It seemed to Sebastian, who had never concealed nor lost his love for the Thuringian land, that in going to Weimar he was going home, and it was with a genuine home feeling that he regarded his modest little room with its outlook over garden and field to the far mountain lines of the Thuringian forest. He made himself at home there at once with his violin and music, and entered upon the duties of his position without delay. They were simple enough for one who had gained perfect facility by three years of tireless practice, but they were far from satisfying his ambition; for the Court had no higher ambition than to keep up a certain musical state with which he had no sympathy. He compensated himself for his part in this superficial "kling klang" by arranging with the old cathedral organist to play for a pittance. On such occasions he gave full expression to his feelings and conceptions upon the powerful instrument, after the manner of Bohm and Reinken, and lifted the souls of those who listened breathlessly to his wonderful playing above all earthly things. It seemed as if the Reformation spirit inspired those tones, so full of religious exaltation, and stirred the dingy portraits of Luther, Melancthon, and Johann Friedrich.

The recognition of Sebastian's success was not confined to Weimar and its people. It spread throughout Thuringia, and the Duke's young violinist "had scarcely been in service six months before he was invited by the Schwartzburg Consistory to take the position of organist at the "New Church" at Arnstadt, formerly known as St. Boniface Church. He was greatly moved by the invitation. The old city of Arnstadt had been the home of Bachs for many generations. There his great-uncle Heinrich had lived and labored, as well as his father's twin-brother Johann Christoph, who so strikingly resembled him that it seemed to Sebastian he was now following in his dear father's steps. How could such an invitation help making him happy?

There was another thing that induced him to accept this invitation. The "New Church" was built upon the site of the St. Boniface Church, which was destroyed by fire in 1581, and was dedicated to divine service in 1683. The beautiful church had been without an organ twenty years, but one had now been secured by contributions. The well-known organ-builder, Johann Friedrich Wender; of Muhlhausen, had constructed an excellent instrument, and this was to be placed in charge of Johann Sebastian. Joyously he exulted at the prospect of releasing its magical tones for the first time. He accepted the position with a thousand thanks, notwithstanding the small salary.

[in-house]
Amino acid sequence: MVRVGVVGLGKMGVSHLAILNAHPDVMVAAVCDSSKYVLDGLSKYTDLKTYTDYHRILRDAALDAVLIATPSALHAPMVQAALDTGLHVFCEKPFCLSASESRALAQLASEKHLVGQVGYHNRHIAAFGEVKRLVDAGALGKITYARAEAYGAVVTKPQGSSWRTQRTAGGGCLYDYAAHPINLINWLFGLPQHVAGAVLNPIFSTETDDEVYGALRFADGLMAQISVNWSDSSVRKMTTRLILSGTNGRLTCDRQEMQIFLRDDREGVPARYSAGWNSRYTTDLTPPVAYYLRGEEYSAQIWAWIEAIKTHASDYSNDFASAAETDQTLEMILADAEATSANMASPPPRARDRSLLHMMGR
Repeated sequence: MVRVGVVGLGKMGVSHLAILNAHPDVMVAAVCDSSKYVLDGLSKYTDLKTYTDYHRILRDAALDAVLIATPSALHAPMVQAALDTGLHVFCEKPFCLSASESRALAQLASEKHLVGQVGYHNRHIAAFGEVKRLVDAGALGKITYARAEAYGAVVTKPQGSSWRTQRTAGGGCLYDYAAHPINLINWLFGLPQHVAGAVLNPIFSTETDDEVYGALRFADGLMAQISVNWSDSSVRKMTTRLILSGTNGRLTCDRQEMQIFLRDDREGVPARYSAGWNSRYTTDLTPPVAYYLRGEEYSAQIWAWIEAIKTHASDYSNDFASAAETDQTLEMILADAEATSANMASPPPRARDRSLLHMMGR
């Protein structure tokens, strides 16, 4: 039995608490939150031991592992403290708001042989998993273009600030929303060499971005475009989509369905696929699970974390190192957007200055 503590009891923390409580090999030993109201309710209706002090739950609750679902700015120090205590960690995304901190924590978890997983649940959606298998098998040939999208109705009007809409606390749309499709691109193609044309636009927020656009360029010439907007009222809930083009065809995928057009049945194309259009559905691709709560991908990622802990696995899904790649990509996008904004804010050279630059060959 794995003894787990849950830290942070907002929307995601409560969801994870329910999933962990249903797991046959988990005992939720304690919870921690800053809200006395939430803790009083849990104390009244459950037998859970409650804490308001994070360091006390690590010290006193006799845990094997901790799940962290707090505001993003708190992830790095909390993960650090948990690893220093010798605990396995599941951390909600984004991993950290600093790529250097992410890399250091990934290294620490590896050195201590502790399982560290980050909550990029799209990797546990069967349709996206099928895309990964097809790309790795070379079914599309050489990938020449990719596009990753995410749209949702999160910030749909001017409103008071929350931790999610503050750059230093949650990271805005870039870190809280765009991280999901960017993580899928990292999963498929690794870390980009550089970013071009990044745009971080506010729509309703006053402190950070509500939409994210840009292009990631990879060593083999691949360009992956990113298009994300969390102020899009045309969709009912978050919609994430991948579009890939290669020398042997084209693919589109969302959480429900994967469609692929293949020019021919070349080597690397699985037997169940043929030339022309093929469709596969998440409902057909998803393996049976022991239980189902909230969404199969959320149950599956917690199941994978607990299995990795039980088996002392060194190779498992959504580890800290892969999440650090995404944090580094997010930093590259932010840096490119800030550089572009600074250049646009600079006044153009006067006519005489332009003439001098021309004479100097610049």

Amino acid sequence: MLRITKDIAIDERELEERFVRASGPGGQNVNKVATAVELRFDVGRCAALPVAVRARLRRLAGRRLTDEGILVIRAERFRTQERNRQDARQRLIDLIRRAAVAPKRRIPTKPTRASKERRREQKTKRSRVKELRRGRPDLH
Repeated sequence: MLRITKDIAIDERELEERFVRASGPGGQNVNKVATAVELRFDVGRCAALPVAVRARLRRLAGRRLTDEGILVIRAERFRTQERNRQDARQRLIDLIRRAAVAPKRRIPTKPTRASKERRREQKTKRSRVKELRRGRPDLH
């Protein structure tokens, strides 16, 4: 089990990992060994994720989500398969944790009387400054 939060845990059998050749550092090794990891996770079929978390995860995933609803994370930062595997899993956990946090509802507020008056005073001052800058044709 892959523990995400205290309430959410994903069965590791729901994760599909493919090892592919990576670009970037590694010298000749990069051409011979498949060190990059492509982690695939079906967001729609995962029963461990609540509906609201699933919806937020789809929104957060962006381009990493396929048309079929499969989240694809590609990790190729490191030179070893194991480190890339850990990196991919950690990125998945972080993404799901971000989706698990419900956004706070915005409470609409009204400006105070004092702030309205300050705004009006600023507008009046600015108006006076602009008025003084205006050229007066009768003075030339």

To add to his delight, several of his dear relatives lived in Arnstadt. The situation and environs of the place also were beautiful, and especially charming to one of Sebastian's cheerful disposition. As this was ample equivalent for the smallness of his income, he accepted the annual salary of eighty thalers, and went to Arnstadt.

The slight demands which his position made upon his time, left him leisure for the study of the German and Old French contrapuntists. He labored over their works most assiduously, to gain a more thorough knowledge of the comprehensive rules of the higher organ style. The better to express his own conceptions, he also arranged some new violin concertos of Vivaldi ' for the piano, by which he gained a clearer understanding of the relations of musical *ideas to each other and of the sequence of modulations. What he wrote down during the day without an instrument, he played over upon his piano in the evening and sometimes late into the night, until he had completely mastered the technic.

Beside all this, he assisted in the compilation of the Freilighausen hymnbook, and for the purpose of making the chorales more effective, he undertook the arduous work of rearranging three hundred of them and composing many new ones himself. His organ-playing was so rich and fanciful in his own conceptions that the congregation, accustomed as it was to exceedingly simple hymn-accompaniments, could not follow him, and this led to repeated complaints from the Consistory. Sebastian, however, striving only for the highest in his art, paid little attention to them. He only labored all the harder to perfect himself, ignored all practical matters, and gave heed to no authority above him when it interfered with the lofty purpose he had in view.